Routing Working Group A. Mishra
Internet-Draft M. Jethanandani
Intended status: Standards Track A. Saxena
Expires: December 12, 2015 Ciena Corporation
S. Pallagatti
Juniper Networks
M. Chen
P. Fan
China Mobile
June 10, 2015

BFD Stability


This document describes extensions to the Bidirectional Forwarding Detection (BFD) protocol to measure BFD stability. Specifically, it describes a mechanism for detection of BFD frame loss.

Requirements Language

The key words "MUST", "MUST NOT", "REQUIRED", "SHALL", "SHALL NOT", "SHOULD", "SHOULD NOT", "RECOMMENDED", "MAY", and "OPTIONAL" in this document are to be interpreted as described in <xref target="RFC2119">RFC 2119</xref>.

Status of This Memo

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This Internet-Draft will expire on December 12, 2015.

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Table of Contents

1. Introduction

The Bidirectional Forwarding Detection (BFD) protocol operates by transmitting and receiving control frames, generally at high frequency, over the datapath being monitored. In order to prevent significant data loss due to a datapath failure, the tolerance for lost or delayed frames (the Detection Time as described in RFC 5880) is set to the smallest feasible value.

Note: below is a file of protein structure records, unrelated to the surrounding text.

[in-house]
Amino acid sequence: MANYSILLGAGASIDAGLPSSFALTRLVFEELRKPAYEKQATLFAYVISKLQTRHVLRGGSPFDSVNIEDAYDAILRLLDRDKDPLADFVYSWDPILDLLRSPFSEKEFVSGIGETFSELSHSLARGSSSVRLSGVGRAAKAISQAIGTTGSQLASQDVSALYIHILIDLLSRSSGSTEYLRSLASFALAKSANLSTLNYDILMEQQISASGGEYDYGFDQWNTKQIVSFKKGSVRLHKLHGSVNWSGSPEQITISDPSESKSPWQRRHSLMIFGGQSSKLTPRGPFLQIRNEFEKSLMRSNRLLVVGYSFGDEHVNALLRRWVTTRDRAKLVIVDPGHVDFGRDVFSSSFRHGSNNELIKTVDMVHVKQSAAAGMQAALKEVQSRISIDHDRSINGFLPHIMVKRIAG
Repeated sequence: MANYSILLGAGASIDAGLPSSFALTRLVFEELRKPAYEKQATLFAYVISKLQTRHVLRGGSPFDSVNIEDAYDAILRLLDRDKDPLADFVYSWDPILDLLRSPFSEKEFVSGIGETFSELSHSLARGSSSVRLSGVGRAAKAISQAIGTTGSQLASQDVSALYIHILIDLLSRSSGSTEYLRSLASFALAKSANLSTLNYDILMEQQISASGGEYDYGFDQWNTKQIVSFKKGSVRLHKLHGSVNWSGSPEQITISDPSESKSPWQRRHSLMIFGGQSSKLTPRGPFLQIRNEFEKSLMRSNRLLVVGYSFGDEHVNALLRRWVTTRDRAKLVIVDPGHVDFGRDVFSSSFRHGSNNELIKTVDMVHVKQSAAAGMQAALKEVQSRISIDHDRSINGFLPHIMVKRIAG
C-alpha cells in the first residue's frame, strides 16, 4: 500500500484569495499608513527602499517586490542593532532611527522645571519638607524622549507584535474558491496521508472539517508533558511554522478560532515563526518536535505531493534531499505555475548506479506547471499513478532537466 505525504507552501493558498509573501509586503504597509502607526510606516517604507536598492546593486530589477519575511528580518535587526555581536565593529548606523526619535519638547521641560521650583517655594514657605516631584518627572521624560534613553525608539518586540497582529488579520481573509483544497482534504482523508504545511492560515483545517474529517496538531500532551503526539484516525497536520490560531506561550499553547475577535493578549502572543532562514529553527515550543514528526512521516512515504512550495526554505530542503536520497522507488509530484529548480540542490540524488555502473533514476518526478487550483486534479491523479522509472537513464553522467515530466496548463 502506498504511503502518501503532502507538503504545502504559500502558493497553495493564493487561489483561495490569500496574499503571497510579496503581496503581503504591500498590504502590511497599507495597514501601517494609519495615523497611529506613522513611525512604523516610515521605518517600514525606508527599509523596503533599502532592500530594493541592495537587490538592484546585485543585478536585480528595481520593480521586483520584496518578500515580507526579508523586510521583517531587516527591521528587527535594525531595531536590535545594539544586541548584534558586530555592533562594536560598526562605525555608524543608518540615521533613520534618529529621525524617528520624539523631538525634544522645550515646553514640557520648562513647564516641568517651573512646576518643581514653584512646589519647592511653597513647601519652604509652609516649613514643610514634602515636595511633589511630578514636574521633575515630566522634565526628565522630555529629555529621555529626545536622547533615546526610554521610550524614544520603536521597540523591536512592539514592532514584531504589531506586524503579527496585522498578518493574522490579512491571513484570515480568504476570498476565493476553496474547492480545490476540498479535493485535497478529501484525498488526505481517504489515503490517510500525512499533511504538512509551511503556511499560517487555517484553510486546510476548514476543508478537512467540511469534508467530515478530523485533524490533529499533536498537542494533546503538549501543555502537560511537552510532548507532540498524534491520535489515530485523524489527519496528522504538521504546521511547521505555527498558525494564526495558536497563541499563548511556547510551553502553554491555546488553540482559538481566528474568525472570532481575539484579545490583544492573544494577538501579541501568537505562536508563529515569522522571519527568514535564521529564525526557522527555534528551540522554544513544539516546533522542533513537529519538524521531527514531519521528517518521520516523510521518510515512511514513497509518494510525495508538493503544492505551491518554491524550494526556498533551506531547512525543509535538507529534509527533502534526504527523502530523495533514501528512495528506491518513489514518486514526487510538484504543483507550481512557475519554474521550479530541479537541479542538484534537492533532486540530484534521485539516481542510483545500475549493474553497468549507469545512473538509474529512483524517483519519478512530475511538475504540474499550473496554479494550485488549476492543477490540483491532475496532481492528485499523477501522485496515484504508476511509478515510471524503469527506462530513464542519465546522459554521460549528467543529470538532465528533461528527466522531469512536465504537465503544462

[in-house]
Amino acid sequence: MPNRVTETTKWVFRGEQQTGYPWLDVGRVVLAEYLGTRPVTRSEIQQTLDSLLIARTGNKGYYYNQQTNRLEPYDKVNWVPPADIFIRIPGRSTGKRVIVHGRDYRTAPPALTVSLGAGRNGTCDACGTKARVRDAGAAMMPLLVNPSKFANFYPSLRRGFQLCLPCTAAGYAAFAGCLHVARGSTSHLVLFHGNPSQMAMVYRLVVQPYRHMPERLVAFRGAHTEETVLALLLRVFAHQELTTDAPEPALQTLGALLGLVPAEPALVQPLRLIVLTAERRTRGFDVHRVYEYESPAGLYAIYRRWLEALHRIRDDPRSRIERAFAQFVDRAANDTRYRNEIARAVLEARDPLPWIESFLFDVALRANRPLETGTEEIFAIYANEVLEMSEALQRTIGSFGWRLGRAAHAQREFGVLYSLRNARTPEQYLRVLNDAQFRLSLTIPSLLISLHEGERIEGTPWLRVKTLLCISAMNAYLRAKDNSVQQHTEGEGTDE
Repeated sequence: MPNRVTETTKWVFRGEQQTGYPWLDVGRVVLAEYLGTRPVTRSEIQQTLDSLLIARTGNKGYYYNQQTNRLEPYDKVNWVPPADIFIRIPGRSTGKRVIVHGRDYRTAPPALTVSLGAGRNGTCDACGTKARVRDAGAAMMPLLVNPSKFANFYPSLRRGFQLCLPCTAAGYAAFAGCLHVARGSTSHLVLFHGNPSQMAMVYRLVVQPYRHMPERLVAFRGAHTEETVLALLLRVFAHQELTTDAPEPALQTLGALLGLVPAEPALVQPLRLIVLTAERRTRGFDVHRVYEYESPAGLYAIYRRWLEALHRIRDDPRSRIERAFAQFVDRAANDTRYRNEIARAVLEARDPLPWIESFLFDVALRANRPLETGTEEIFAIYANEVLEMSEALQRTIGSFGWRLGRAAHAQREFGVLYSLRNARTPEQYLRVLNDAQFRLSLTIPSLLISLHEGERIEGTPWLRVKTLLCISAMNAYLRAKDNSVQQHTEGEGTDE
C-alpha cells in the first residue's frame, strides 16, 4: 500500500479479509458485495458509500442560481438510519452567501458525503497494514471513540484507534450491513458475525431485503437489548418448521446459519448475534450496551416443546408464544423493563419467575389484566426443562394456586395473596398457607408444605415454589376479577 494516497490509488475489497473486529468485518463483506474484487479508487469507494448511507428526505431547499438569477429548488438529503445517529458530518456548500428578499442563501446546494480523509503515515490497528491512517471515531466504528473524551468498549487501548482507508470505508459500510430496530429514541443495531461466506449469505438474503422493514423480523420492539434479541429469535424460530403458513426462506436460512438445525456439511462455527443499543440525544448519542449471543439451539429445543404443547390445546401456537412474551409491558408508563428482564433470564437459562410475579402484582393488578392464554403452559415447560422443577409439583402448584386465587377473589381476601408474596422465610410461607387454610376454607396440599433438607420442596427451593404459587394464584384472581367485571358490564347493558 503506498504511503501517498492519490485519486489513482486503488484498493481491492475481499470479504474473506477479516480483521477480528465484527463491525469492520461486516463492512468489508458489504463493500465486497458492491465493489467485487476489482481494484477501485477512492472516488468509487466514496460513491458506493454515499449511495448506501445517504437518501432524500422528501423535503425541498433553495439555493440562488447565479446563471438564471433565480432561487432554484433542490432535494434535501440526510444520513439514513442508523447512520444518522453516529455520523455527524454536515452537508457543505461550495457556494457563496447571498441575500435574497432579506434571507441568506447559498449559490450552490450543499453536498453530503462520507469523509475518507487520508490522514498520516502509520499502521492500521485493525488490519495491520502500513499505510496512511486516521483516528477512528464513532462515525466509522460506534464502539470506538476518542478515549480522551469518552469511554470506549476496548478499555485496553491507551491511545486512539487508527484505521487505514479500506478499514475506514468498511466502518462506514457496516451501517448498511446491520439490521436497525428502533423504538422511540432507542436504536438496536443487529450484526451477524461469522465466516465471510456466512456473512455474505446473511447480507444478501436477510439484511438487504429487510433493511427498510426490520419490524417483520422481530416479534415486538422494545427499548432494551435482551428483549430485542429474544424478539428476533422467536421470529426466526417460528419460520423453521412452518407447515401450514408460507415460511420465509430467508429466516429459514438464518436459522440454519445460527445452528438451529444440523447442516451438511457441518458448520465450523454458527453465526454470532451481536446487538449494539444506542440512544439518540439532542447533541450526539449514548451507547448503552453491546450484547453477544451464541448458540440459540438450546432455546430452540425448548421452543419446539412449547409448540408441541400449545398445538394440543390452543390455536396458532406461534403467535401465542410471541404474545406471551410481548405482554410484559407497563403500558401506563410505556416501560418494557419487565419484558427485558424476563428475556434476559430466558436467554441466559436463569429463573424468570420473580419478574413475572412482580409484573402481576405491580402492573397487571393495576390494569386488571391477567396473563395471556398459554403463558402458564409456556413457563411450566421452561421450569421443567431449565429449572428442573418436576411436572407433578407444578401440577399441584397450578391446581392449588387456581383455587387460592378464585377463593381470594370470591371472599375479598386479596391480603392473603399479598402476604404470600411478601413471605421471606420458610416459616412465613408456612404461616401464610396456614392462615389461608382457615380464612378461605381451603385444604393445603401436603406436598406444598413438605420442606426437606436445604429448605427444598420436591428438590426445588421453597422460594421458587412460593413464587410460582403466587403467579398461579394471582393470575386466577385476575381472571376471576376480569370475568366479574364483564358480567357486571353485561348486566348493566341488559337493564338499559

This document proposes a mechanism to detect delayed or lost frames in a BFD session in addition to the datapath fault detection mechanisms of BFD. Such a mechanism presents significant value with the ability to measure the stability of BFD sessions and provides data to the operators.

This document does not propose BFD extension to measure data traffic loss or delay on a link or tunnel and the scope is limited to BFD frames.

2. Use cases

Legacy BFD can't detect any BFD frame delay or loss if delay or loss does not last for dead interval. Frequent delay or loss of BFD frames could potentially lead to flap.

It may be possible that network has healthy link or tunnel but only BFD frames are getting dropped or delayed. This potentially leads to network convergence or use of suboptimal path when fast reroute is enabled such as:

This proposal will help BFD session to give more information to operator about the health of BFD session that could be used to avoid BFD session flap with faulty BFD path on a healthy link or tunnel.